Good Practice Guide (GPG) 45

At the end of 2019, the GPG (Good Practice Guide) 45 was updated by the GDS (UK Government Digital Services). The guidance on how to check and verify someone’s identity now reflects new methods, such as reading the biochip in ID documents, such as an e-passport. The GPG 45 is also technology neutral as it is out-comes focused, rather than process-focused.

As a digital identity provider, we help organisations meet low and medium levels of assurance when checking identity, and we can also support organisations that need to meet a high level. We’re looking forward to the imminent publication of the new GPG 44 standard. We have seen a draft and we think it’s an excellent guide for the authentication of users.

How does the GPG 45 work?

The revised GPG 45 is a very useful practice guide in terms of enabling identity providers to check identity. An identity is a combination of characteristics that identifies a person. A single characteristic is not usually enough to tell one person apart from another, but a combination of characteristics might be. The GPG 45  guidance can help you check the identity of a customer, employee, or someone acting on behalf of a business. By successfully checking someone’s identity, you can be confident that you’ll give the right people access to the right things.

The number of synthetic (or made up) and stolen identities being used to commit identity fraud in the UK is growing every year. Some of the most common reasons people or criminal groups commit identity fraud are to access services or benefits they’re not entitled to, steal personal, medical or financial information from other identities, enable organised crime or avoid being detected by the police and other authorities.

Checking identities in a consistent way will reduce the chance that one person or service does less effective identity checks than others. This helps protect against identity fraud. It also means that there will be fewer people or services with less effective identity checks that could be targeted by identity fraud.

 

How to check someone’s identity

We need to know the ‘claimed identity’ of the person we’re checking. This is  a combination of information (such as someone’s name, date of birth and address) that represents the characteristics of whoever a person is claiming to be. When we have this, we can find out if the person is who they say they are. The ‘identity checking’ process under GPG45 is made up of 5 parts:

 

Building an identity profile

Doing different parts of the identity checking process helps us build up confidence in an identity so we can be sure someone is who they say they are. There’s a score for each part of the identity checking process. How much confidence we have in an identity depends on how many pieces of evidence we can collect, which parts of the identity checking process we do and the scores for each part of the identity checking process.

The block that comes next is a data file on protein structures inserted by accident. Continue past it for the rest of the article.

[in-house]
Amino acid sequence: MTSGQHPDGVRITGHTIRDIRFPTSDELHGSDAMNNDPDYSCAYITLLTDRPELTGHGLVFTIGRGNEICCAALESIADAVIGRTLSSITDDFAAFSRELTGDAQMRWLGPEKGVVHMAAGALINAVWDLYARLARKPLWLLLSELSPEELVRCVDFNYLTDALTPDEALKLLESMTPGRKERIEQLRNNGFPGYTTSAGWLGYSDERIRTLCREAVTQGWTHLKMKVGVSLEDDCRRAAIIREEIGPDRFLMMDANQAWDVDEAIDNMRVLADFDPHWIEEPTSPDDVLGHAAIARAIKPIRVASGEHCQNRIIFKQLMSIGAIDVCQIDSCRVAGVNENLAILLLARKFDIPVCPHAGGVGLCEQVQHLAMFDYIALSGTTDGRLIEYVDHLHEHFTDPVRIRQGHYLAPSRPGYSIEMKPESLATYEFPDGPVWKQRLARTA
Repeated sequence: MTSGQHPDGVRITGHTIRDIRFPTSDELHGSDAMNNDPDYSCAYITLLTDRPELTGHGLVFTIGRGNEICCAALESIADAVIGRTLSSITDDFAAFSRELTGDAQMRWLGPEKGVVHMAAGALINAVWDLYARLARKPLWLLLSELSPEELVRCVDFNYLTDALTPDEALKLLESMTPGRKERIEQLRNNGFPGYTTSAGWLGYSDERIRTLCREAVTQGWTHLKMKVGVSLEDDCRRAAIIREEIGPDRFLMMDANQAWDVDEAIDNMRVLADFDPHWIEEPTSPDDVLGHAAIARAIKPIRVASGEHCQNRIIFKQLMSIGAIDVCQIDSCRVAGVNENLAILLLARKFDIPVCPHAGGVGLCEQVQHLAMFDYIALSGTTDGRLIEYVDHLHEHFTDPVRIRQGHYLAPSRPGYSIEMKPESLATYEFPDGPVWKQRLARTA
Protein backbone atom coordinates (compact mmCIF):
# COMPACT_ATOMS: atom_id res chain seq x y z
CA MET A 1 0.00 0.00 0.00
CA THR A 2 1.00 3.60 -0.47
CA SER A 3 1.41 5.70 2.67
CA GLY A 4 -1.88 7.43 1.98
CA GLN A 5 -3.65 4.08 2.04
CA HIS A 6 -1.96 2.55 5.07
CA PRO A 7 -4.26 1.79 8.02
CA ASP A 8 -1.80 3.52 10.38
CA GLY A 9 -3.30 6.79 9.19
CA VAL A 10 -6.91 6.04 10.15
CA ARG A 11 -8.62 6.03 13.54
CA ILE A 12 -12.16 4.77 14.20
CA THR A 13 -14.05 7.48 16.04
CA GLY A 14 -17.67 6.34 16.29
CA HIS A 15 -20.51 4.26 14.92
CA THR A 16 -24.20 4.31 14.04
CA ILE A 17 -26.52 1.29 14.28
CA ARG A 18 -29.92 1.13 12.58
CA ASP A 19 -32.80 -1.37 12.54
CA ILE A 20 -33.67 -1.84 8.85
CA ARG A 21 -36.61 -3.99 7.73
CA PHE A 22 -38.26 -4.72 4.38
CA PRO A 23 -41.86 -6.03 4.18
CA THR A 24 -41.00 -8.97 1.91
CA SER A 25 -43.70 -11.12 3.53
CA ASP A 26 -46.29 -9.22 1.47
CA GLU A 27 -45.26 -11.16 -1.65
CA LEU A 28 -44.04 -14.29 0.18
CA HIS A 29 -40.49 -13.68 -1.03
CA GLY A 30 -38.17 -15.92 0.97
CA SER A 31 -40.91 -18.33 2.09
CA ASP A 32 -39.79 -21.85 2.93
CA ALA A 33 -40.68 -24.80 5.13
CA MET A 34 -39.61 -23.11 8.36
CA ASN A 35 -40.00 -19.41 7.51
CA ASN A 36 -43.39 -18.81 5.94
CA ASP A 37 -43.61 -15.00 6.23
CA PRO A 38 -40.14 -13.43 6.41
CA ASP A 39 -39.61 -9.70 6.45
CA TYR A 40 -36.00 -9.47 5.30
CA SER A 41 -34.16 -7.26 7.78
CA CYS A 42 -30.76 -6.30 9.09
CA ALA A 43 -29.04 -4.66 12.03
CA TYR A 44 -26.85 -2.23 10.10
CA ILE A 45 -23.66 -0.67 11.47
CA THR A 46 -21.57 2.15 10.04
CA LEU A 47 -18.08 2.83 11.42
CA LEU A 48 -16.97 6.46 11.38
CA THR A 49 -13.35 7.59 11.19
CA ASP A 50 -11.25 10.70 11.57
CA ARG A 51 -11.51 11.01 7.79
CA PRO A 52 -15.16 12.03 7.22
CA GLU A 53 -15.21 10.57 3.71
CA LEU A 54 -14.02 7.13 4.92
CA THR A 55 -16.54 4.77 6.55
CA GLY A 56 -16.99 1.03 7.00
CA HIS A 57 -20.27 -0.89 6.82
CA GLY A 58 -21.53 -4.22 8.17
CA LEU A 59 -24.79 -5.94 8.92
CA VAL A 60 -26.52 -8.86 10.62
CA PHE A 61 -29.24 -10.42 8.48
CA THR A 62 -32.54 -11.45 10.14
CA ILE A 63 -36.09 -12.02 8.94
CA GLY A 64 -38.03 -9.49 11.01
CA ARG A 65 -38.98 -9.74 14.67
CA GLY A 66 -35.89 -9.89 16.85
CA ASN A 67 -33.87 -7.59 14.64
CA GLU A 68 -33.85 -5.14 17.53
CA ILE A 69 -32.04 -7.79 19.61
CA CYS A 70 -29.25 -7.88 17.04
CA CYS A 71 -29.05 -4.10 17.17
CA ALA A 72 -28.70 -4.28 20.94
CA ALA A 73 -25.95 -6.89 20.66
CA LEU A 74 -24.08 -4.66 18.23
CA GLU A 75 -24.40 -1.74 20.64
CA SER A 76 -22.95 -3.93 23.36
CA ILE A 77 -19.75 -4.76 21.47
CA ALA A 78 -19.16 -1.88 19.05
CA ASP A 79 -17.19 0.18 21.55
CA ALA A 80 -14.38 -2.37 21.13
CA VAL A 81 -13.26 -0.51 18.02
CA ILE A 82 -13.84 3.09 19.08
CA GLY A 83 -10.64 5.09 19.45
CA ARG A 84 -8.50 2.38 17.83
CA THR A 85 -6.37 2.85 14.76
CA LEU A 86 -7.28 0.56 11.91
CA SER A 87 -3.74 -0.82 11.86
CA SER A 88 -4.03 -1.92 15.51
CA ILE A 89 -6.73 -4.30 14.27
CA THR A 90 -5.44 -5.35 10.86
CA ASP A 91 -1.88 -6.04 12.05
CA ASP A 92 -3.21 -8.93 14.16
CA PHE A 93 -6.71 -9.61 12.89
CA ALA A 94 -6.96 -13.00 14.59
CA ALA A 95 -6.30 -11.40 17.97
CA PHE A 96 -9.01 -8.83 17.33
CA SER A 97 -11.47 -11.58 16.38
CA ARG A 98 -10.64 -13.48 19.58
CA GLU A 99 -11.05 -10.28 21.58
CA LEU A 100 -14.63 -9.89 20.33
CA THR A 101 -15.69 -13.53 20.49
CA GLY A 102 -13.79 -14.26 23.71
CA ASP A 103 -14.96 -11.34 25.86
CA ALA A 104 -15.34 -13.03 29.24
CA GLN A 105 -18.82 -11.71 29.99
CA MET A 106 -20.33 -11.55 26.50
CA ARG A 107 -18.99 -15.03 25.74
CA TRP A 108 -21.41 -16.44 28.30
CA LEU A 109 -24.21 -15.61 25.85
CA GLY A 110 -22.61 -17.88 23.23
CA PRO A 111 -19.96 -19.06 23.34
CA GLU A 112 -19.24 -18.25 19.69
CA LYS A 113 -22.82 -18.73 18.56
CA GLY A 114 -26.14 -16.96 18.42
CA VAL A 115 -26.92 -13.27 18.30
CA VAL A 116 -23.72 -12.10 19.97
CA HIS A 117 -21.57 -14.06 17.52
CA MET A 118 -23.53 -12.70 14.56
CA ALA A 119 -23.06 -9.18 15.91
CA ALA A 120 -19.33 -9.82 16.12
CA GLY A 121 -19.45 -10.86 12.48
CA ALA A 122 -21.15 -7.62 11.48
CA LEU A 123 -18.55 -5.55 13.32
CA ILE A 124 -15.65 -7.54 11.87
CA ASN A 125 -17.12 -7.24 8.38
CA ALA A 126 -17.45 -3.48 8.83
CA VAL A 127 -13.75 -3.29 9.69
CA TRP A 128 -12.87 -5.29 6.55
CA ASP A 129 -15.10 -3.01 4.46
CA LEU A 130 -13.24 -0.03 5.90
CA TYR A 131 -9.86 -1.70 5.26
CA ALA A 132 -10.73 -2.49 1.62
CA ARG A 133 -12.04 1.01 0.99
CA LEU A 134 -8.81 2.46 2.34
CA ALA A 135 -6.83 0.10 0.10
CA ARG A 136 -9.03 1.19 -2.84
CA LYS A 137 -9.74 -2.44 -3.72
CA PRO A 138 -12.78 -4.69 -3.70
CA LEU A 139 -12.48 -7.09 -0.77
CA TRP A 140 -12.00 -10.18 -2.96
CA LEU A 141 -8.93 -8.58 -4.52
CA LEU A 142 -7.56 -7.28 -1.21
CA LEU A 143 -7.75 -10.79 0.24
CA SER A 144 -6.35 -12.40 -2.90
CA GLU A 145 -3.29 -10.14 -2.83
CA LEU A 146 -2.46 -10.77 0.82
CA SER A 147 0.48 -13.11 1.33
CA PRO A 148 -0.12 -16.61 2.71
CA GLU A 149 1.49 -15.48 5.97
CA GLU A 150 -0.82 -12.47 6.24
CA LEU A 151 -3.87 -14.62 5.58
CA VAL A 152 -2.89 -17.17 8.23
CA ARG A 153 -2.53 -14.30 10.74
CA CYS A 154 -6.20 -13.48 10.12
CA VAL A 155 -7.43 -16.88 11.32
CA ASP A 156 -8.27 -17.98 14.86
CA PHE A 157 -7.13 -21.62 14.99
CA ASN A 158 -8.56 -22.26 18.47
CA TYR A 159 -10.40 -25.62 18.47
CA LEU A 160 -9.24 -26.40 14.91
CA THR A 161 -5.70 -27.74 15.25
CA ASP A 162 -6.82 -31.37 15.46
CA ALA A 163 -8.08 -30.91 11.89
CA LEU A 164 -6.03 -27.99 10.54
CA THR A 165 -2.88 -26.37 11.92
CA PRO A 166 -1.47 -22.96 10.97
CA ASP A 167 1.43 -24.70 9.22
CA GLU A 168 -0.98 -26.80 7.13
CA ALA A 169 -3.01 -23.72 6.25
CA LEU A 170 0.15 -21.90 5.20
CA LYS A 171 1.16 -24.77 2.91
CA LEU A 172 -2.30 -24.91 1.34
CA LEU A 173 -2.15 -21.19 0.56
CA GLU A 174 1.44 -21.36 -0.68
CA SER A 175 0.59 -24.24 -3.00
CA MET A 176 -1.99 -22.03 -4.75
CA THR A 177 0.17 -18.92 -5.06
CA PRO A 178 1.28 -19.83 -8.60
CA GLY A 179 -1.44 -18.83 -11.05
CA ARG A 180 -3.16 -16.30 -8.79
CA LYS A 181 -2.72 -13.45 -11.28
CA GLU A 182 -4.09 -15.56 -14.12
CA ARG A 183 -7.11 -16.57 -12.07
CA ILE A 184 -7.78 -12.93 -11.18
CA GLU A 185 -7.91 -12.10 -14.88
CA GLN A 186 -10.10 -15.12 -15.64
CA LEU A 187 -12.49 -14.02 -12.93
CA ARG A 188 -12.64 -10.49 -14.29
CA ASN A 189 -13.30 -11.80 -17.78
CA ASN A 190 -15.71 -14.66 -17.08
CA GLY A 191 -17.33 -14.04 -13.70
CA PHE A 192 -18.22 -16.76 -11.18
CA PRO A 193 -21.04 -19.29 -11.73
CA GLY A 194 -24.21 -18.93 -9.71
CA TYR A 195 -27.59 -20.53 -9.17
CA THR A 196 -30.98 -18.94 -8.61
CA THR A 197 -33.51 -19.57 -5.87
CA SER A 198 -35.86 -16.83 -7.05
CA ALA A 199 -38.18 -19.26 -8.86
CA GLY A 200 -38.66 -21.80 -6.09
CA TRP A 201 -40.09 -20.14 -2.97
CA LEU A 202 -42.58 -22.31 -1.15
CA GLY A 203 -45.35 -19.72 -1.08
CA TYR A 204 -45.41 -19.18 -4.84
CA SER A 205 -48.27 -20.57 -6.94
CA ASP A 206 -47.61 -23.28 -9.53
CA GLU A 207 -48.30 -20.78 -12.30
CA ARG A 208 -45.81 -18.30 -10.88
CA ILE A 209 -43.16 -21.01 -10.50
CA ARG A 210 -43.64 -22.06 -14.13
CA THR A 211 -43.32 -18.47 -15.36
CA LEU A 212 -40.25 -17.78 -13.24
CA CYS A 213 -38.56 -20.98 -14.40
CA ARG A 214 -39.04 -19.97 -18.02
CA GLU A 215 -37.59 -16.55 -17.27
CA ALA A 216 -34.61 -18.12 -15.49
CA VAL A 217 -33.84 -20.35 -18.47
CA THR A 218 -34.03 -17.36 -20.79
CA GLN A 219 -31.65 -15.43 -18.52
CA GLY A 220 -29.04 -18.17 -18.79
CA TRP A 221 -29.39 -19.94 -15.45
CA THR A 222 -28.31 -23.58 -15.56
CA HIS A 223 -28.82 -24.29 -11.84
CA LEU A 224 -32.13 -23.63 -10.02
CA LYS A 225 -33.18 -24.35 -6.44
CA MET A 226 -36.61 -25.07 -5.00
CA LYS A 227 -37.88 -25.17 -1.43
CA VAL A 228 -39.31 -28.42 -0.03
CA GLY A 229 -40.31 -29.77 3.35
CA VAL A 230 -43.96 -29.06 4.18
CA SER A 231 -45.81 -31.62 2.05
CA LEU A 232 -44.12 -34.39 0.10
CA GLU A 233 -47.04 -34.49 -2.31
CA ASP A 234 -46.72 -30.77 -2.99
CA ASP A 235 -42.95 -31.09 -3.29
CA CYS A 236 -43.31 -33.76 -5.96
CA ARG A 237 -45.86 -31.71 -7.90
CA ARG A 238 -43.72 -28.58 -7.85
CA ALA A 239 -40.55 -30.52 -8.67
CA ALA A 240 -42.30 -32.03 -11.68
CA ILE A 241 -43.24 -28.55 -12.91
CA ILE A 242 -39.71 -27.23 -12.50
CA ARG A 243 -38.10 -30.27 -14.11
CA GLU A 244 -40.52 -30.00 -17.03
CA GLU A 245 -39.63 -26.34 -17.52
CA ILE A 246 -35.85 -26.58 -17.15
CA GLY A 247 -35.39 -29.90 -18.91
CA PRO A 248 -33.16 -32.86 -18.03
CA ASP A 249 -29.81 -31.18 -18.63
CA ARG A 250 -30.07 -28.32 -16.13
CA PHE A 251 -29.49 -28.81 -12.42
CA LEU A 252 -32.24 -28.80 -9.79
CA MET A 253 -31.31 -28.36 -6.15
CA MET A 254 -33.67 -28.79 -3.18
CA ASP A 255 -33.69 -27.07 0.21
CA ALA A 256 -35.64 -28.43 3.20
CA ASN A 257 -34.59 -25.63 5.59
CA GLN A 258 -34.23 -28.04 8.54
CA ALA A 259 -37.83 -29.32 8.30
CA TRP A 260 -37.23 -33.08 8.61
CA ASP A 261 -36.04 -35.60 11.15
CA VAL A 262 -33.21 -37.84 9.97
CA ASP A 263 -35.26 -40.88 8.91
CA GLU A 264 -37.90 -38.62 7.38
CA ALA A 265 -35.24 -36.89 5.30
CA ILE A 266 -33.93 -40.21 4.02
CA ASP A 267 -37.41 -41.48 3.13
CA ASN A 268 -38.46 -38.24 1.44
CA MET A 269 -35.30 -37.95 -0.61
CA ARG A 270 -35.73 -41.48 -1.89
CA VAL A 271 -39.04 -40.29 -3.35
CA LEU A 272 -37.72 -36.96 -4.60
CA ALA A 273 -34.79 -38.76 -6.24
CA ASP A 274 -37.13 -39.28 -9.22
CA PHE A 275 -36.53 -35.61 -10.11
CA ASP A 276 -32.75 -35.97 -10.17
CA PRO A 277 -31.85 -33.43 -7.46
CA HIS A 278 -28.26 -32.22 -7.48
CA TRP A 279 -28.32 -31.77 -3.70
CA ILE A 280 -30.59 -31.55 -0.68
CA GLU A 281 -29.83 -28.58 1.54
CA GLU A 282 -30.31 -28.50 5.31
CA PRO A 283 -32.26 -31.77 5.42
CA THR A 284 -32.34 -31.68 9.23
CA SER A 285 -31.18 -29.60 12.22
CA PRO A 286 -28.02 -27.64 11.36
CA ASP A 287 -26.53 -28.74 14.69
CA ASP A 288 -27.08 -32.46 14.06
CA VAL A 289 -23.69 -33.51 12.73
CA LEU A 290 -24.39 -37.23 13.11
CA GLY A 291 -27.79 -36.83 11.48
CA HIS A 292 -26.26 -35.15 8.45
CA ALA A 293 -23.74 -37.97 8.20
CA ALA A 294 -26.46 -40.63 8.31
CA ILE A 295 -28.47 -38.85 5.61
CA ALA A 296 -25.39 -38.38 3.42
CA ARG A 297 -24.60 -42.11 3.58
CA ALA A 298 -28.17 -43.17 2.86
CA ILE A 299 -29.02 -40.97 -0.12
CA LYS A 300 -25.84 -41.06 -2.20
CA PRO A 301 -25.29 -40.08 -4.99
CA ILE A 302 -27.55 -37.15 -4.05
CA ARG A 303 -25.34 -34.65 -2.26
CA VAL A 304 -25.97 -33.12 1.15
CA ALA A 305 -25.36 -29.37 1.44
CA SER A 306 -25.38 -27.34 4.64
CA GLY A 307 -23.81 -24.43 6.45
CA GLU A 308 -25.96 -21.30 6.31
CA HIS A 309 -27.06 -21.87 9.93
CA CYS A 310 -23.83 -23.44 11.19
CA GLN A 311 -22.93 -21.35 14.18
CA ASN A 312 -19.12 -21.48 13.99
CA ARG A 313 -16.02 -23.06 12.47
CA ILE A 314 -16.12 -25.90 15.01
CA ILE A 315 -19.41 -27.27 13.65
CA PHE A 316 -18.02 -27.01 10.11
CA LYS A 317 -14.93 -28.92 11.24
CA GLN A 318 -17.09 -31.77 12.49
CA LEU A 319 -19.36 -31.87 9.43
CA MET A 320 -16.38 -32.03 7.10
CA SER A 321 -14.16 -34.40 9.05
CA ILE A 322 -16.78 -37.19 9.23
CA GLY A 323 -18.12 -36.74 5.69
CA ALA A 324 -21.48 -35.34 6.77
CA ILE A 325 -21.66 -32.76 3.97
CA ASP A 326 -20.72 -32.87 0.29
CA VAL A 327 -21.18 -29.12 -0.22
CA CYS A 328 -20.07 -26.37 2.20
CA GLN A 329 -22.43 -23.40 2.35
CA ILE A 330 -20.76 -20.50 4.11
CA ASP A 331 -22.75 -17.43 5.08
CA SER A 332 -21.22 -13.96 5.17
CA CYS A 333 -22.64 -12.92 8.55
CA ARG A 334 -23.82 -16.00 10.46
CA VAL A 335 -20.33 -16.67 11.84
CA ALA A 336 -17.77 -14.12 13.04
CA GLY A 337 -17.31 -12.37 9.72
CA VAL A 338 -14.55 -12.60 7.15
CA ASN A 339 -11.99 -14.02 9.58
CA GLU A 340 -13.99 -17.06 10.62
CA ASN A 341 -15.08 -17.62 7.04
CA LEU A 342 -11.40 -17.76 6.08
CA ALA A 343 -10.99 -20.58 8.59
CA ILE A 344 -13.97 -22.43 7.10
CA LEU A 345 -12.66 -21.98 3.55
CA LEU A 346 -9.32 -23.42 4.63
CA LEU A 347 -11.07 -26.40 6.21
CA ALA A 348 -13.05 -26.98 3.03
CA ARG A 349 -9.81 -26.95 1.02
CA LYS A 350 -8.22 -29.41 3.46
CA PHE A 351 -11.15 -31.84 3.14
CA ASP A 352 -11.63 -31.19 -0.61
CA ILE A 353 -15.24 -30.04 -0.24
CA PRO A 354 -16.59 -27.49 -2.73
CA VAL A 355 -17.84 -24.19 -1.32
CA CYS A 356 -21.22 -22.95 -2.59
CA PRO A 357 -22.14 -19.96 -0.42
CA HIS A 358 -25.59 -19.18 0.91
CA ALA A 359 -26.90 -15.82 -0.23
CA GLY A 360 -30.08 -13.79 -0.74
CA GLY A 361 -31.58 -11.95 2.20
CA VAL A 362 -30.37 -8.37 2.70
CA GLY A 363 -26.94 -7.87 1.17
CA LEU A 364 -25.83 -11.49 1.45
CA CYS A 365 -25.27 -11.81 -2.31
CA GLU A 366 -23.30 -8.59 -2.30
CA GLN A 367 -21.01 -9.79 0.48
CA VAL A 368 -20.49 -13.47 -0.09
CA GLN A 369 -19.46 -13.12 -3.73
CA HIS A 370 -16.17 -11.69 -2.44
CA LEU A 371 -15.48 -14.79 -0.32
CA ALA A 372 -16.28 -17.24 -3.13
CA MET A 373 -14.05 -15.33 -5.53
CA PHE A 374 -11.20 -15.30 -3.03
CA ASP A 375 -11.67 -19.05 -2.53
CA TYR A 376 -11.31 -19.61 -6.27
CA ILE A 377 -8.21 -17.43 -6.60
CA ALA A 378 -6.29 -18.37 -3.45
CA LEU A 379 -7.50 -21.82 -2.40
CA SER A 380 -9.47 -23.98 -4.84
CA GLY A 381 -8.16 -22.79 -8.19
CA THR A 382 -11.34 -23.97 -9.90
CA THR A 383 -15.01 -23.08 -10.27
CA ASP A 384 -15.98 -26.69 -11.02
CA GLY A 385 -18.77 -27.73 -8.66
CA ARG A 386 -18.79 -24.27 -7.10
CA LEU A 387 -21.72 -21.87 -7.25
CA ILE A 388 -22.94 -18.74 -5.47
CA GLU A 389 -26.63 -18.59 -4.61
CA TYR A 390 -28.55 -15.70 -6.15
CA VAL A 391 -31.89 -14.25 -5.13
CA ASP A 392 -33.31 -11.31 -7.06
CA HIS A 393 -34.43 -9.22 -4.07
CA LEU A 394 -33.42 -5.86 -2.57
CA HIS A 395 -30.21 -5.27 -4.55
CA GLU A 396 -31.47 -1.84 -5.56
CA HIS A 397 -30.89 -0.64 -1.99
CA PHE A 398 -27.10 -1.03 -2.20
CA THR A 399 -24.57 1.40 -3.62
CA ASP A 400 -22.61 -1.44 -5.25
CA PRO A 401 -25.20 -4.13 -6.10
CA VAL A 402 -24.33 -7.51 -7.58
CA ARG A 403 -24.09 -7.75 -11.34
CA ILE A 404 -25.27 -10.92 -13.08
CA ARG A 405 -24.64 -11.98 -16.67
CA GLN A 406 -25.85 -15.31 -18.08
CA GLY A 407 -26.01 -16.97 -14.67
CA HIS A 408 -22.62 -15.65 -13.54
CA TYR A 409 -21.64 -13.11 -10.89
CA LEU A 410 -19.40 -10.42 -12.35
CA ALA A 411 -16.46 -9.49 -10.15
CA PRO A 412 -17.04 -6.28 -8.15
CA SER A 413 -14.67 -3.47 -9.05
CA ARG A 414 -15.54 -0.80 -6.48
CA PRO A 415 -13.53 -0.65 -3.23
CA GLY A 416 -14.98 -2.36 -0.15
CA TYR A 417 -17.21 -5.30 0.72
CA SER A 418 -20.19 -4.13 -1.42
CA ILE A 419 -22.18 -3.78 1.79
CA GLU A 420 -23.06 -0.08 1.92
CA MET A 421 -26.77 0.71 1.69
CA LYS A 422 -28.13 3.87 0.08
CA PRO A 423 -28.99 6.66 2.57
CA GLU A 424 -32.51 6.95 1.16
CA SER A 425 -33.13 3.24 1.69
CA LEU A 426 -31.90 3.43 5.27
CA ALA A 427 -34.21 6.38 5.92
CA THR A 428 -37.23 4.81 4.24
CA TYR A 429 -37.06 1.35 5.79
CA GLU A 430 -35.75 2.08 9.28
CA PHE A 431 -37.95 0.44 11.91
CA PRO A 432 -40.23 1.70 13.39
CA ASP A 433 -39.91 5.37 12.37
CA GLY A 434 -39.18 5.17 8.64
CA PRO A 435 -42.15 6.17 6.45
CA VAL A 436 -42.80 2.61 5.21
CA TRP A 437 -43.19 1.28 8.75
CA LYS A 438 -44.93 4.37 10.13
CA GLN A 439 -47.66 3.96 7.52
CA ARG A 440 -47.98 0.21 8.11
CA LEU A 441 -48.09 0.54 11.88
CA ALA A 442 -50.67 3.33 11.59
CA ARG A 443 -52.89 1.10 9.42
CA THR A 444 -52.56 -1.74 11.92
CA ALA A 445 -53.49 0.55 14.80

The different combinations of scores are known as ‘identity profiles’. Each identity profile relates to one of the following levels of confidence – low, medium, high or very high.

We aim to get a higher level of confidence in someone’s identity if your service is at high risk of identity-related crime. Our confidence in a person’s identity can increase over time if we do extra checks or collect more evidence. 

 

Which profile to choose?

At Yoti, we focus primarily on low and medium confidence levels, as these are the profiles that most organisations ask for. However, we’re also happy to support organisations looking for high confidence.

1) Low confidence in the person’s identity

Compared to not doing any identity checks, having low confidence in the person’s identity will lower the risk of you accepting either synthetic identities or impostors who are not close friends or family of the identity they’re pretending to be.

By meeting this identity profile, we know each piece of evidence appears to be genuine, are confident that the claimed identity exists in the real world, have made sure your service has reduced the risks of any known identity fraud associated with the claimed identity and have checked the person going through the identity checking process matches the photo or biometric information that’s shown on the evidence.

2) Medium confidence in the person’s identity

Compared to low confidence, having medium confidence in the person’s identity will lower the risk of accepting synthetic identities or accepting impostors who are not close friends or family of the identity they’re pretending to be or who do not look like the identity they’re pretending to be.

By meeting this identity profile, we know that very strong evidence of the claimed identity exists, know the evidence is genuine and valid, have checked the claimed identity exists in the real world, have made sure we have reduced the risks of any known identity fraud associated with the claimed identity, be confident the person going through the identity checking process matches either the photo or biometric information that’s shown on the evidence.

The revised GPG 45 will accompany a new UK government-backed digital identity trust framework to be issued soon. Once published, we will engage a qualified auditor to assess our compliance.